Accepted Abstracts: Drug Design
Functional elucidation of proteins is one of the essential tasks in biology. Function of a protein, specifically, small ligand molecules that bind to a protein, can be predicted by finding similar local surface regions in binding sites of known proteins. Here, we developed an alignment free local surface comparison method for predicting a ligand molecule which binds to a query protein. The algorithm, named Patch-Surfer, represents a binding pocket as a combination of segmented surface patches, each of which is characterized by its geometrical shape, the electrostatic potential, the hydrophobicity, and the concaveness. Representing a pocket by a set of patches is effective to absorb difference of global pocket shape while capturing local similarity of pockets. The shape and the physicochemical properties of surface patches are represented using the 3D Zernike descriptor, which is a series expansion of mathematical 3D function. Two pockets are compared using a modified weighted bipartite matching algorithm, which matches similar patches from the two pockets. Patch-Surfer showed superior performance to existing methods including a global pocket comparison method, Pocket-Surfer, which we have previously introduced. Particularly, as intended, the accuracy showed large improvement for flexible ligand molecules, which bind to pockets in different conformations. The developed method can be applied for rapid searching of drug molecules that bind to a binding pocket of a target protein. This work is supported by grants from NIH (R01GM075004, R01GM097528).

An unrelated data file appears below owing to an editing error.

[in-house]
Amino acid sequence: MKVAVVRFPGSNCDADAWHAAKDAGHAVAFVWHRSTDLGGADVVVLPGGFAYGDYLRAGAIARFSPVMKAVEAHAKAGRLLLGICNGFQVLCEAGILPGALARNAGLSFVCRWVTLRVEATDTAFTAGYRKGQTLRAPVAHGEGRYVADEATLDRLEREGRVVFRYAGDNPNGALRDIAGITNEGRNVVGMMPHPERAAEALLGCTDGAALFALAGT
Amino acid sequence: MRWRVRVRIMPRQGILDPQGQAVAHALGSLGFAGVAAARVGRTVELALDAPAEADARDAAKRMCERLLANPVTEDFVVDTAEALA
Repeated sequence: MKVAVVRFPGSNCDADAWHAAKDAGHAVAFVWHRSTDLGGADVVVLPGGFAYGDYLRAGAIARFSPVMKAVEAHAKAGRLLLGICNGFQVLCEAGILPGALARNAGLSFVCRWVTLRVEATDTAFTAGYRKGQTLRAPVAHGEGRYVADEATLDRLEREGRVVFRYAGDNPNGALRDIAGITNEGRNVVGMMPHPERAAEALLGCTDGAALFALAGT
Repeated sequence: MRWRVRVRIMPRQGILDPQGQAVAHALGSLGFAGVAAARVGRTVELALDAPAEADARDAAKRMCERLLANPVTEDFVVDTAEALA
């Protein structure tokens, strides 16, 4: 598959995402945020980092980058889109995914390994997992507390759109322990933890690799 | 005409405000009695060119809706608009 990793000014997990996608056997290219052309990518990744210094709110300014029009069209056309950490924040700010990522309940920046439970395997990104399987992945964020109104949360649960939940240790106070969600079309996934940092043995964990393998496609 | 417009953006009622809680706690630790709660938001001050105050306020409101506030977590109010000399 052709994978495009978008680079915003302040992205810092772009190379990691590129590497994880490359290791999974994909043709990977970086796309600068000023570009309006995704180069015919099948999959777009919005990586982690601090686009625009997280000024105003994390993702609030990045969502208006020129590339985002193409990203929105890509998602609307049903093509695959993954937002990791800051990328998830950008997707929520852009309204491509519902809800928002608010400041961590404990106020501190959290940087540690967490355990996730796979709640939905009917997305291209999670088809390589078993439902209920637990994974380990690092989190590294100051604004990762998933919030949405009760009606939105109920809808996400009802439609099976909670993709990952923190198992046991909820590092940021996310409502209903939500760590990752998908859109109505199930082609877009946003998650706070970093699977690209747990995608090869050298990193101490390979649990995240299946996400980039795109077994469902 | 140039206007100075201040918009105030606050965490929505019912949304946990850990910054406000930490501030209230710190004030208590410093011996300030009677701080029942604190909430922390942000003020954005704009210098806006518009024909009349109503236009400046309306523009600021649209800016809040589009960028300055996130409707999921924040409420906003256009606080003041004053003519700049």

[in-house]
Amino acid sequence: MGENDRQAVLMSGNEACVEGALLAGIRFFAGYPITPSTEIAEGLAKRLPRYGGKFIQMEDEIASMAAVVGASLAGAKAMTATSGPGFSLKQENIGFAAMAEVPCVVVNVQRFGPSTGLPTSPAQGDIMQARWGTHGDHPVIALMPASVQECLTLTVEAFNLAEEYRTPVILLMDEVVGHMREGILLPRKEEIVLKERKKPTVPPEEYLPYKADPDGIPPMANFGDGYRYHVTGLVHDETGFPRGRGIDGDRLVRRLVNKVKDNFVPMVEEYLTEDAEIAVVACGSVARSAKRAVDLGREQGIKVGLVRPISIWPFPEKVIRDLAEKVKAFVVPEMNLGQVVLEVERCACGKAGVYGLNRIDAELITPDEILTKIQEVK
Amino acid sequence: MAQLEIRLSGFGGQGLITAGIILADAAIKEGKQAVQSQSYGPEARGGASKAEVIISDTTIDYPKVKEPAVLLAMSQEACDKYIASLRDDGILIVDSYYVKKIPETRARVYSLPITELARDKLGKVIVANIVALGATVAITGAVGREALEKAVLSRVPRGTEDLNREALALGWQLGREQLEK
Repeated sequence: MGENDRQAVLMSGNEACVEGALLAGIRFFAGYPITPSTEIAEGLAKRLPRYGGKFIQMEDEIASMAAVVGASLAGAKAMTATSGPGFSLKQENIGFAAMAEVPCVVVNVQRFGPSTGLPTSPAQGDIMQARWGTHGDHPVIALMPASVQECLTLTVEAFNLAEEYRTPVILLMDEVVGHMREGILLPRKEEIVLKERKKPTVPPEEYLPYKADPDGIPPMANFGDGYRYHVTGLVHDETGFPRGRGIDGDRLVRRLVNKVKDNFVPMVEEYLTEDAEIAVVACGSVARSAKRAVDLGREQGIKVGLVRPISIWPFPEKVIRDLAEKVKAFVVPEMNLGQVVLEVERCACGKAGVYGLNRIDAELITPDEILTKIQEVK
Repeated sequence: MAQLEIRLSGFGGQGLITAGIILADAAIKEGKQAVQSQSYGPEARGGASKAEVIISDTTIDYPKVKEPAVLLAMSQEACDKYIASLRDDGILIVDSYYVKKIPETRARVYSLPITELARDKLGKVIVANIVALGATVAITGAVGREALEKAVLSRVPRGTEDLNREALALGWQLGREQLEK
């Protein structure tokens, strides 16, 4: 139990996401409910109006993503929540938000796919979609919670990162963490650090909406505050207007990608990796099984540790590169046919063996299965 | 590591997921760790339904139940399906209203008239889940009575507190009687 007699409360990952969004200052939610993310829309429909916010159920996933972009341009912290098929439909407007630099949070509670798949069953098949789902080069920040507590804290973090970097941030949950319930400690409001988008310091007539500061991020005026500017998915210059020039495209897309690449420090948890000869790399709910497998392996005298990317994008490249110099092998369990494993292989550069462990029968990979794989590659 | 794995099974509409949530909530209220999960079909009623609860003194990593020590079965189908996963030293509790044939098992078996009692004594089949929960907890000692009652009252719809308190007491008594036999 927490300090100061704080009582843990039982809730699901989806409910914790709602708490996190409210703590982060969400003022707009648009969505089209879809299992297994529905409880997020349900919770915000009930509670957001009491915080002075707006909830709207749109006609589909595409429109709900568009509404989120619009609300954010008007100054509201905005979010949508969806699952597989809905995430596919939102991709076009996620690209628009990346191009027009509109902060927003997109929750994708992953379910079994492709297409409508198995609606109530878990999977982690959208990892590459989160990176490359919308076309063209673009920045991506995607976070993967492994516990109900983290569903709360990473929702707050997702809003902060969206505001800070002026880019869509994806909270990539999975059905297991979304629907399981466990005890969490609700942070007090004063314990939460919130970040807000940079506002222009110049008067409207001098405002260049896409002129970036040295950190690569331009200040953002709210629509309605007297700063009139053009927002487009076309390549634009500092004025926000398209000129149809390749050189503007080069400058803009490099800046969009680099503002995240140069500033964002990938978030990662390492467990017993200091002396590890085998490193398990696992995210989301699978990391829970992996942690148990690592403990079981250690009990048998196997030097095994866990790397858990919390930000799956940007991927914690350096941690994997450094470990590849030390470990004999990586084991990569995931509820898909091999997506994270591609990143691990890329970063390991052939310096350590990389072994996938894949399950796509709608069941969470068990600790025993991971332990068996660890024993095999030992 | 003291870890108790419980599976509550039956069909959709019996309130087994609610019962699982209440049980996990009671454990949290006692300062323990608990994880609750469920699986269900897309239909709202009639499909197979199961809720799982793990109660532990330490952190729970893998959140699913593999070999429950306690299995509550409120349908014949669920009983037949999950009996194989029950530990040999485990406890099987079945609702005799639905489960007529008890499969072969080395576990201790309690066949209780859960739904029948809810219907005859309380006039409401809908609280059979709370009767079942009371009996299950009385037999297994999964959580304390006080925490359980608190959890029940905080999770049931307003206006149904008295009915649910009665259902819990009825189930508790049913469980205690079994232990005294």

Daisuke Kihara is associate professor of Biological Sciences and Computer Science at Purdue University. His research interests are development and application of structural bioinformatics methods, including those for protein structure modeling, protein structure-based function prediction, protein-protein docking, and protein-ligand docking. His research projects are supported by the National Institutes of Health and the National Science Foundation, and Purdue Research Foundation. He has published more than 70 papers in reputed journals.